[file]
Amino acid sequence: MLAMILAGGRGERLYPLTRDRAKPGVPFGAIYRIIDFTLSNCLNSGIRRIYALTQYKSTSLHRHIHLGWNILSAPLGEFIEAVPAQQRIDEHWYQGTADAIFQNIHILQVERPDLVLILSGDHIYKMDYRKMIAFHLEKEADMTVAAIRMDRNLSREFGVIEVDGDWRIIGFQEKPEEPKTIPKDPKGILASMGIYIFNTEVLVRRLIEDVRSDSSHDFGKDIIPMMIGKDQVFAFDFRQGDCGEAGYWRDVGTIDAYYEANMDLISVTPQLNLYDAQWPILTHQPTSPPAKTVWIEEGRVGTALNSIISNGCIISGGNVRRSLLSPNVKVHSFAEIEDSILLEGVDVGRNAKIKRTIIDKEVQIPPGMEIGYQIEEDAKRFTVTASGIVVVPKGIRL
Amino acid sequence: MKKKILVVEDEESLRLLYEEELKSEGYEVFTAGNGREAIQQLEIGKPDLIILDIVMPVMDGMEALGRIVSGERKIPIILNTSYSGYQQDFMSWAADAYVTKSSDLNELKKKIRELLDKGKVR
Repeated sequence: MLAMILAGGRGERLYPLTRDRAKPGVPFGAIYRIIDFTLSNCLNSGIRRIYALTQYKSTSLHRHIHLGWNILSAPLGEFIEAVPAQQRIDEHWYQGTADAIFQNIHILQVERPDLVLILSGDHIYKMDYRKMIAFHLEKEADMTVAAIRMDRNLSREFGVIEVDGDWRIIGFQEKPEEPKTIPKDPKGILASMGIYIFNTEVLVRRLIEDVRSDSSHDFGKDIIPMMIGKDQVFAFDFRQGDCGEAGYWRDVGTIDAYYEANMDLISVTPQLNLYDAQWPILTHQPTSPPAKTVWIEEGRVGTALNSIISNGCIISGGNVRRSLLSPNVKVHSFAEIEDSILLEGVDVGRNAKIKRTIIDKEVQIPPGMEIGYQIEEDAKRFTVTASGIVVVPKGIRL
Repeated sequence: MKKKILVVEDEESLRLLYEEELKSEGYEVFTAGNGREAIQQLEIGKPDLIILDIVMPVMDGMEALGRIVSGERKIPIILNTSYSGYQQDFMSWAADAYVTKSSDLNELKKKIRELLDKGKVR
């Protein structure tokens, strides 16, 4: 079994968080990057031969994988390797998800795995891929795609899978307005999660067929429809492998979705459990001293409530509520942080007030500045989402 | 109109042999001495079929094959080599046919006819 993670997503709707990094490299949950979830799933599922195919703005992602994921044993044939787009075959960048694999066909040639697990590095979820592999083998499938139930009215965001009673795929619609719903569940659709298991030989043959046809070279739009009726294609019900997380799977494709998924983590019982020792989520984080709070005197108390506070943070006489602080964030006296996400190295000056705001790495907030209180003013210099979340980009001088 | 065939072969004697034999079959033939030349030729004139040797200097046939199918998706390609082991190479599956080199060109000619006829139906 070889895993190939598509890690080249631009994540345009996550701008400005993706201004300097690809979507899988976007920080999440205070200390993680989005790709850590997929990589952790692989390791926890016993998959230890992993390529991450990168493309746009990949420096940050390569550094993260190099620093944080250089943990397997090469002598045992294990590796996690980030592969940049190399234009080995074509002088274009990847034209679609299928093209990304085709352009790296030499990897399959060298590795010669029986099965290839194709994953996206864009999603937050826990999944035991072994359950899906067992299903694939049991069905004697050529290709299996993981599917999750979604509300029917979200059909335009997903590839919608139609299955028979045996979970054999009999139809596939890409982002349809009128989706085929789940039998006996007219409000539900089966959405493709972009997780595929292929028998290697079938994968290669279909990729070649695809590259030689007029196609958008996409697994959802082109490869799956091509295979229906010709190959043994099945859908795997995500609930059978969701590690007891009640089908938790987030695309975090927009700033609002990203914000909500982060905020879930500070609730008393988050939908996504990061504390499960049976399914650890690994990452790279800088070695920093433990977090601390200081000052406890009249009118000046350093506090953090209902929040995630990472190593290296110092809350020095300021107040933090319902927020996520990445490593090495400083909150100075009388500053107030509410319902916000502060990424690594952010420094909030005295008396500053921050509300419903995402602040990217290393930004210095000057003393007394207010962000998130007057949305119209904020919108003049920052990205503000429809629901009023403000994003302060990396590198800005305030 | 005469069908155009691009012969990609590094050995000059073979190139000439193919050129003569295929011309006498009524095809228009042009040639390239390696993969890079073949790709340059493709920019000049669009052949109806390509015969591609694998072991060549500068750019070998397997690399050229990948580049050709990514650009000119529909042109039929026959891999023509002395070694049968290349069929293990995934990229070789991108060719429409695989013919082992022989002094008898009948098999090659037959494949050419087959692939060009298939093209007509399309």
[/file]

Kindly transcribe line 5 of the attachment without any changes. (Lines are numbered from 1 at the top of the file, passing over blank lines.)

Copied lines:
């Protein structure tokens, strides 16, 4: 079994968080990057031969994988390797998800795995891929795609899978307005999660067929429809492998979705459990001293409530509520942080007030500045989402 | 109109042999001495079929094959080599046919006819 993670997503709707990094490299949950979830799933599922195919703005992602994921044993044939787009075959960048694999066909040639697990590095979820592999083998499938139930009215965001009673795929619609719903569940659709298991030989043959046809070279739009009726294609019900997380799977494709998924983590019982020792989520984080709070005197108390506070943070006489602080964030006296996400190295000056705001790495907030209180003013210099979340980009001088 | 065939072969004697034999079959033939030349030729004139040797200097046939199918998706390609082991190479599956080199060109000619006829139906 070889895993190939598509890690080249631009994540345009996550701008400005993706201004300097690809979507899988976007920080999440205070200390993680989005790709850590997929990589952790692989390791926890016993998959230890992993390529991450990168493309746009990949420096940050390569550094993260190099620093944080250089943990397997090469002598045992294990590796996690980030592969940049190399234009080995074509002088274009990847034209679609299928093209990304085709352009790296030499990897399959060298590795010669029986099965290839194709994953996206864009999603937050826990999944035991072994359950899906067992299903694939049991069905004697050529290709299996993981599917999750979604509300029917979200059909335009997903590839919608139609299955028979045996979970054999009999139809596939890409982002349809009128989706085929789940039998006996007219409000539900089966959405493709972009997780595929292929028998290697079938994968290669279909990729070649695809590259030689007029196609958008996409697994959802082109490869799956091509295979229906010709190959043994099945859908795997995500609930059978969701590690007891009640089908938790987030695309975090927009700033609002990203914000909500982060905020879930500070609730008393988050939908996504990061504390499960049976399914650890690994990452790279800088070695920093433990977090601390200081000052406890009249009118000046350093506090953090209902929040995630990472190593290296110092809350020095300021107040933090319902927020996520990445490593090495400083909150100075009388500053107030509410319902916000502060990424690594952010420094909030005295008396500053921050509300419903995402602040990217290393930004210095000057003393007394207010962000998130007057949305119209904020919108003049920052990205503000429809629901009023403000994003302060990396590198800005305030 | 005469069908155009691009012969990609590094050995000059073979190139000439193919050129003569295929011309006498009524095809228009042009040639390239390696993969890079073949790709340059493709920019000049669009052949109806390509015969591609694998072991060549500068750019070998397997690399050229990948580049050709990514650009000119529909042109039929026959891999023509002395070694049968290349069929293990995934990229070789991108060719429409695989013919082992022989002094008898009948098999090659037959494949050419087959692939060009298939093209007509399309």